In trying to predict what will be in the Android Wearable Software Developer Kit (SDK) then it is very interesting to note that Google acquired Android Smartwatch vendor WIMM Labs last year. WIMM Labs released its first Smartwatch back in 2011, the WIMM One, which ran Android and included an SDK for developers. Interestingly the WIMM website has removed all of the documentation for the SDK but a lot of WIMM One developers downloaded it before it got taken offline and so were able to get a potential glimpse of what Google is planning. WIMM had a Micro App Store which featured the following categories: entertainment; productivity; health;  shopping; travel; utilities; watch faces; and games.  As well as a Software Developer Kit there was also a Hardware Developer Kit which allows you to make accessories that wrap around the WIMM module.

The Wearable SDK itself will obviously have changed from its origins of the WIMM One SDK but it is certainly interesting rooting around through the API. The comm.wimm API extends the Android 2.X API and it is assumed that only the WIMM API itself can be used. There are some very interesting features offered for sure: notifications; custom watch faces; widgets; network services; sync services; calendars; broadcast events; weather; world clocks; location fixes; audio beeps; and various simple UI element.

One of the most interesting features is location information being retrieved from one or more sources, including built-in GPS, network based IP-location lookup, or a paired Android or Blackberry smartphone. This demonstrates that the Wimm One was able to perform even when not paired to a device and it was equally able to pair with a Blackberry.

If we look at the Android Wearable SDK then it is heavily rumoured to support Google Now, the voice control feature. It will also have to support Bluetooth Low Energy integration for communication with mobile devices for pairing and indeed detecting other sensors. It is also worth looking at the Google Glass Developer Kit (GDK) for a few hints at what may be revealed. The GDK was the alternative to the Mirror API which only really supported REST calls to a Google Cloud Service. The GDK is an add-on that builds on top of the Android SDK and offers the following: voice; gesture detector; and cards. It is safe to assume that voice control, local networking, touch control and potentially gesture control are all on cards. Google will show their hand at Google I/O and Samsung have already shown their Gear 2 devices at MWC. Next it is time for Apple to finally show their hand and we have to wonder if it will be a decisive one, quite possibly if history has taught us anything.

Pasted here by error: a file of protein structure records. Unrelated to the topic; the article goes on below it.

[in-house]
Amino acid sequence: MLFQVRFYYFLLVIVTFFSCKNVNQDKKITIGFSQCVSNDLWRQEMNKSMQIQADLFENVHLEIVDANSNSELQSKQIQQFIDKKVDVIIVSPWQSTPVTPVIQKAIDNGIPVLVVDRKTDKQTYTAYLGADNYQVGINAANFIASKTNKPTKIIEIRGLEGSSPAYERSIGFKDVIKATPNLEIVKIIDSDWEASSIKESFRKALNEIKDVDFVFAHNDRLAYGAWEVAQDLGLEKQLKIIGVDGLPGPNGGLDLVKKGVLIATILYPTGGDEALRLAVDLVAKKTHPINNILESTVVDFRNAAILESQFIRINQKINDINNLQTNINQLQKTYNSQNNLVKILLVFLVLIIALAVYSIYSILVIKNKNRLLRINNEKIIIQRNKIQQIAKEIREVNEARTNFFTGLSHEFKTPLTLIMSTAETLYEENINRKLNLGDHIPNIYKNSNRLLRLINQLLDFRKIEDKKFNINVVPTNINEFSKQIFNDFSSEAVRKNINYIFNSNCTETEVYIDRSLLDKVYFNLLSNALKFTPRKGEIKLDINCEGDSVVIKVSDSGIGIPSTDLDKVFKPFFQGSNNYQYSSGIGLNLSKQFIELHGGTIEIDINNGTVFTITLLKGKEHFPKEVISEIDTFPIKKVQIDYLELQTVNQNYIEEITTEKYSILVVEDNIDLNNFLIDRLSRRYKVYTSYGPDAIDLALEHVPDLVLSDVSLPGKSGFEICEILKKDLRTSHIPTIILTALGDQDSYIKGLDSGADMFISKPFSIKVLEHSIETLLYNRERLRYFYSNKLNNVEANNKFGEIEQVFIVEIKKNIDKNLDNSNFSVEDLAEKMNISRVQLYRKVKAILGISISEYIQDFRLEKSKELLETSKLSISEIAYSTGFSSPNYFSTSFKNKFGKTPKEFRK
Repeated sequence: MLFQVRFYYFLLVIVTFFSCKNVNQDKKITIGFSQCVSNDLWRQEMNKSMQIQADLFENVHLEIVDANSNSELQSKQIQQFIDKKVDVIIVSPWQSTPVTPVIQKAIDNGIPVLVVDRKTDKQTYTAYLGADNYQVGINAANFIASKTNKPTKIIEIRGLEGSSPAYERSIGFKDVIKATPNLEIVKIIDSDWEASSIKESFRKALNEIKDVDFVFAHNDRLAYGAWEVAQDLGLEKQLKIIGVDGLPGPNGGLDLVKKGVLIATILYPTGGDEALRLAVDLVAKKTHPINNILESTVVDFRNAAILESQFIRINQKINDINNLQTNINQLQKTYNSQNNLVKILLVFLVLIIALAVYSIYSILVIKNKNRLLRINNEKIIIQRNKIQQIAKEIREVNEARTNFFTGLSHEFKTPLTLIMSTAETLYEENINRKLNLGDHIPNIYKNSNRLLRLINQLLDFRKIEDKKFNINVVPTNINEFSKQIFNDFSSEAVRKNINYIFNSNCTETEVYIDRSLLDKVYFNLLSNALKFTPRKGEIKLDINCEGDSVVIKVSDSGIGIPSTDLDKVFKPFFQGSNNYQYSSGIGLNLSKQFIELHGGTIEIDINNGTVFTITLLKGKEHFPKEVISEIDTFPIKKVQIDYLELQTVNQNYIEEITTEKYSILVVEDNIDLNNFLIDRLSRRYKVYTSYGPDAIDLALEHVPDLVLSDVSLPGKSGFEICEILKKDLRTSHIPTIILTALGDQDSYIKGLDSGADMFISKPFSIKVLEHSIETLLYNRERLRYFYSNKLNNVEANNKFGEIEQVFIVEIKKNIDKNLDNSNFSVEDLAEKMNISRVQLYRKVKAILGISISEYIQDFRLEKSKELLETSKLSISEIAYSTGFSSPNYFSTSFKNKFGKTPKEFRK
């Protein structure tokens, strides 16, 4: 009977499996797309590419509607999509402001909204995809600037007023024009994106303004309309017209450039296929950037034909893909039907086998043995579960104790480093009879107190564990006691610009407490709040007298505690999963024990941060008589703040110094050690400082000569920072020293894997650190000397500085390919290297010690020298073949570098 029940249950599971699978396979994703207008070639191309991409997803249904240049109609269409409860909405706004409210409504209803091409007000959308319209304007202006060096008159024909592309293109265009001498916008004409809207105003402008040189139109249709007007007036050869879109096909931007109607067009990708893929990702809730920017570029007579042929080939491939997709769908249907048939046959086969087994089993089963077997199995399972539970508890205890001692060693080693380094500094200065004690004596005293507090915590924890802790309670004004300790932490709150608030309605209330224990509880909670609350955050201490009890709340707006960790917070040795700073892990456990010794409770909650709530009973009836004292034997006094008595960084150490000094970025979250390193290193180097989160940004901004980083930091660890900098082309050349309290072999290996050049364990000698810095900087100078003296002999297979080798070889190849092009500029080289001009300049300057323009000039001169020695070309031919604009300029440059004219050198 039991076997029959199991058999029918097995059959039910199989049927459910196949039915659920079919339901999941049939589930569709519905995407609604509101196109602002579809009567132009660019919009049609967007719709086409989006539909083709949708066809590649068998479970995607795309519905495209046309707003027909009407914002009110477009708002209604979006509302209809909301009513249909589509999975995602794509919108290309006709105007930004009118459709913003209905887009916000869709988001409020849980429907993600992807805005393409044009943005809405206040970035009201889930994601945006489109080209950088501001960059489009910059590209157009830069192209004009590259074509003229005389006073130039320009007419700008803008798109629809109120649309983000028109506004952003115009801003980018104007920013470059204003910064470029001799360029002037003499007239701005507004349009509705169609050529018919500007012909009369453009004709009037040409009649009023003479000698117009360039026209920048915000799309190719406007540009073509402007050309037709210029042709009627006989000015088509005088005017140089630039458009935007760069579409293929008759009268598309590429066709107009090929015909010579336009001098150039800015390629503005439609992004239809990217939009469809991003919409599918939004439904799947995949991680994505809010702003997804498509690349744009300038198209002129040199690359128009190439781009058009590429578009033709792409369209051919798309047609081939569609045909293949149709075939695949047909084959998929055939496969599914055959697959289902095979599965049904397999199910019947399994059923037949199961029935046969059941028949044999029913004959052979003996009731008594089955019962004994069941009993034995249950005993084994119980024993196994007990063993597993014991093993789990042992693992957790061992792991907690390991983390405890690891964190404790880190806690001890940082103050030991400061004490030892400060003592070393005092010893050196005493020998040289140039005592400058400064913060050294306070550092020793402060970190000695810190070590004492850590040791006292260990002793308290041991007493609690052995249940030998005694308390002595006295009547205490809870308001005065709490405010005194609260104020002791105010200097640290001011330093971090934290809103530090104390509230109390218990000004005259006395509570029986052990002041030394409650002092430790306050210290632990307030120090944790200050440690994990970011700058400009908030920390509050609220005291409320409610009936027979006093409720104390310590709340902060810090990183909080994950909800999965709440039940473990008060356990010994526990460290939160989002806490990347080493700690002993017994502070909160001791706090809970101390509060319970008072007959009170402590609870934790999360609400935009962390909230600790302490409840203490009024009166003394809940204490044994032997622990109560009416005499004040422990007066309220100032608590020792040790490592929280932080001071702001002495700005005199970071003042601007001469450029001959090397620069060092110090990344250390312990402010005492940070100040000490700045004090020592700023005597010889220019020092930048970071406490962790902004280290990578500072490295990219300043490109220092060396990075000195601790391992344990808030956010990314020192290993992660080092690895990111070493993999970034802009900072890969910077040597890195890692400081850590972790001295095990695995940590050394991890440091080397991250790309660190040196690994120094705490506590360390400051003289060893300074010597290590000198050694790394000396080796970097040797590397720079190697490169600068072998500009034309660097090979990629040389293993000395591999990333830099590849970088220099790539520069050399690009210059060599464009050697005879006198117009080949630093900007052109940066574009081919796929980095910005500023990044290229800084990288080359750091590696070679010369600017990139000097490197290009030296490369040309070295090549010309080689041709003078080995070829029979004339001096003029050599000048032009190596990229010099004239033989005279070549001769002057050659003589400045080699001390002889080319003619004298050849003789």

*************************************************************

Kevin Benedict Senior Analyst, Digital Transformation Cognizant View my profile on LinkedIn Learn about mobile strategies at MobileEnterpriseStrategies.com Follow me on Twitter @krbenedict Browse the Mobile Solution Directory Join the Linkedin Group Strategic Enterprise Mobility

***Full Disclosure: These are my personal opinions. No company is silly enough to claim them. I am a mobility and digital transformation analyst, consultant and writer. I work with and have worked with many of the companies mentioned in my articles.